So assuming Donald Trump doesn’t blow up the partial trade deal with China with one of his ill-advised tweets or comments, what will Wall Street do?
More gains, perhaps. This week though will see attention switch back to earnings with the start of the third-quarter reporting season.
This week sees five of the biggest US banks reporting led by JP Morgan, Bank of America, and Morgan Stanley. Four of the five are due to release early Tuesday, US time (late Tuesday night, Sydney time).
Most analysts expect the banks will report weak to middling figures thanks to weak demand from corporates, low trading volumes, and falling interest rates.
The most important reporter though will be Netflix, with the waning power of the so-called FAANG stocks (Facebook, Apple, Amazon, Netflix and Google (Alphabet), investors will be hoping for upbeat figures and commentary from Netflix when it reports Wednesday, US time (Thursday morning Australian time).
The reports will be mixed as they always are but with US manufacturing now in a rut and car sales under pressure, job losses rising, the US economy is looking weak.
Solid consumer spending has been keeping it alive and if that starts waning (which will show up in the results of the retail sector plus techs like Apple) will provide a good guide here.
But the most immediate issue is the China trade deal – will it hold or will it be undermined by Donald Trump.
The AMP’s Chief Economist Shane Oliver thinks that if the deal holds, it could be the start of progress towards settlement.
” There is a long way to go to reach a broader deal covering all of the issues but the mini deal highlights that the pressure to resolve the issue is now impacting. This pressure will only intensify next year as the US presidential election approaches with Trump wanting to avoid an economic downturn at all costs,” he wrote at the weekend.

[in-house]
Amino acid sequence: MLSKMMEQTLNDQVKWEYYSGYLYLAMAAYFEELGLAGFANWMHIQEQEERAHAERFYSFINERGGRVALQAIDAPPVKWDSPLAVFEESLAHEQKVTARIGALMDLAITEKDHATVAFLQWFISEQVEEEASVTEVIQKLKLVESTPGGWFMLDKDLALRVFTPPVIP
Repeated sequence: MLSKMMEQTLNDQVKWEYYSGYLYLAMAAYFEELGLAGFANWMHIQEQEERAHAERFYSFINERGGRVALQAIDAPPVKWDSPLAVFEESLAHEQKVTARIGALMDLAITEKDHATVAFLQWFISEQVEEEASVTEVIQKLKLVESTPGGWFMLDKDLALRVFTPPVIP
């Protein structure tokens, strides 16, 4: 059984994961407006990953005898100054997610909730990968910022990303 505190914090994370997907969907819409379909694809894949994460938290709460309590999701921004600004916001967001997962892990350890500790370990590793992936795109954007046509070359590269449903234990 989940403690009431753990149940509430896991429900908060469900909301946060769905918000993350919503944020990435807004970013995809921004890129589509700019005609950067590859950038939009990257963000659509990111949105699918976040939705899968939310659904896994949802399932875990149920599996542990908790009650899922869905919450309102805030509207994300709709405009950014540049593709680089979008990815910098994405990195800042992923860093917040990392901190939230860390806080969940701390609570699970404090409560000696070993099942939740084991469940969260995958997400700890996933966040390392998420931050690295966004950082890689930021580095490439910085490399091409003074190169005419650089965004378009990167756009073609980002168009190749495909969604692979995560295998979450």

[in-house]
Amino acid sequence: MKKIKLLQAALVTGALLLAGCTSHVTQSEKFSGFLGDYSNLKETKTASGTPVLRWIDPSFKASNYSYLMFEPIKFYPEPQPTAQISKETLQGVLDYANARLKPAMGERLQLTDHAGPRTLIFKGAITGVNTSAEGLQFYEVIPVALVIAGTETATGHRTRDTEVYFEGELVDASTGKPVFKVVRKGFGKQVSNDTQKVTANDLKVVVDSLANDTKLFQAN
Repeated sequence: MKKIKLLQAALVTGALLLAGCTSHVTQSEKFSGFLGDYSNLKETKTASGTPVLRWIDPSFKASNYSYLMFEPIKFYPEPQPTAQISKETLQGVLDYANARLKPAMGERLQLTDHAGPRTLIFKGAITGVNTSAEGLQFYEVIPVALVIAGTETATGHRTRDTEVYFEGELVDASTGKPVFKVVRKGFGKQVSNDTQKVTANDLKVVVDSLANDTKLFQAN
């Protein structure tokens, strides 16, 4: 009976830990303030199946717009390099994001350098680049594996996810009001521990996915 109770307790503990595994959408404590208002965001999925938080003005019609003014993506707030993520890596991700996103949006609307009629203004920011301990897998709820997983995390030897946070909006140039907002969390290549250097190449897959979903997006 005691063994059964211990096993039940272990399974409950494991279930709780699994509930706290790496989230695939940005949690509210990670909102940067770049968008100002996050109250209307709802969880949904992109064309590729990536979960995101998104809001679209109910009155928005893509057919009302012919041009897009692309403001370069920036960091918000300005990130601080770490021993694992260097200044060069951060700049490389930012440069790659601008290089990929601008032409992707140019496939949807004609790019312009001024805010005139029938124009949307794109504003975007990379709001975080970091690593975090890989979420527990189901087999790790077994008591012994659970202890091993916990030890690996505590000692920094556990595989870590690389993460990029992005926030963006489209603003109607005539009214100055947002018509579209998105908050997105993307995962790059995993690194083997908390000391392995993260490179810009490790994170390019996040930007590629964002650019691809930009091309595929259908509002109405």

“Assuming its fully ratified and enacted, the mini trade deal is positive for shares, commodities and other growth assets but a negative for bonds where yields are increasingly looking Iike they have seen their cyclical lows. Uncertainty around trade will remain high causing bouts of volatility in investment markets but there is now a good chance that we have seen, or are getting close to, peak trade war angst,” Dr. Oliver wrote at the weekend.
Once the earnings season starts – and the first estimate of US 3rd quarter GDP is issued at the end of this month, investor attention will move away from trade – but all it will take will be another ill-tempered tweet from the tweeter in chief and volatility and that angst Dr. Oliver referred to will be back.
And there’s every opportunity for something to happen in coming months.
The agreement will take three to five weeks to finalise and will also include “certain intellectual property measures” and other promises on the part of the Chinese related to its currency management, according to the White House
And there’s a further sticking point – no decision has been made yet on planned on a new 15% tariff set to go into effect on December 15 on about $US160 billion in annual Chinese imports.
Wall Street US rose 0.6% for the week, Eurozone shares added 1.8% (thanks to a 2% surge on Friday), Japanese shares were up 1.8% and Chinese shares gained 2.5% (before news of the partial trade deal broke, so Chinese shares could have another strong run this week).
But the start of the country’s September and 3rd quarter data releases could change that very quickly is they are weak.
Australian shares also rose 1.4% and will kick higher today.
Trade talk optimism also pushed bond yields sharply higher and oil and metal prices up, although the iron ore price fell.
The oil price was also boosted by an attack on an Iranian oil taker (but note that the oil price is just where it was before the attack on Saudi Arabia a month ago). The Australian dollar rose slightly as the $US fell and ended just under 68 US cents
The Dow rose 319.92 points on Friday, or 1.2%, to 26,816.59, the S&P 500 index was up 32.14 points, or 1.1%, to 2,970.27, while the Nasdaq added 106.26 points, or 1.3%, to 8,057.04.
At session highs, the Dow had risen 517.30 points or 2%, the S&P 500 had gained 55.15 points, or 1.9%, while the Nasdaq had added 165.01 points, or 2.1%, so all three markets ended well off their highs for the day.
For the week, the Dow rose 0.9%, while the S&P 500 and Nasdaq added 0.6% and 0.9% respectively.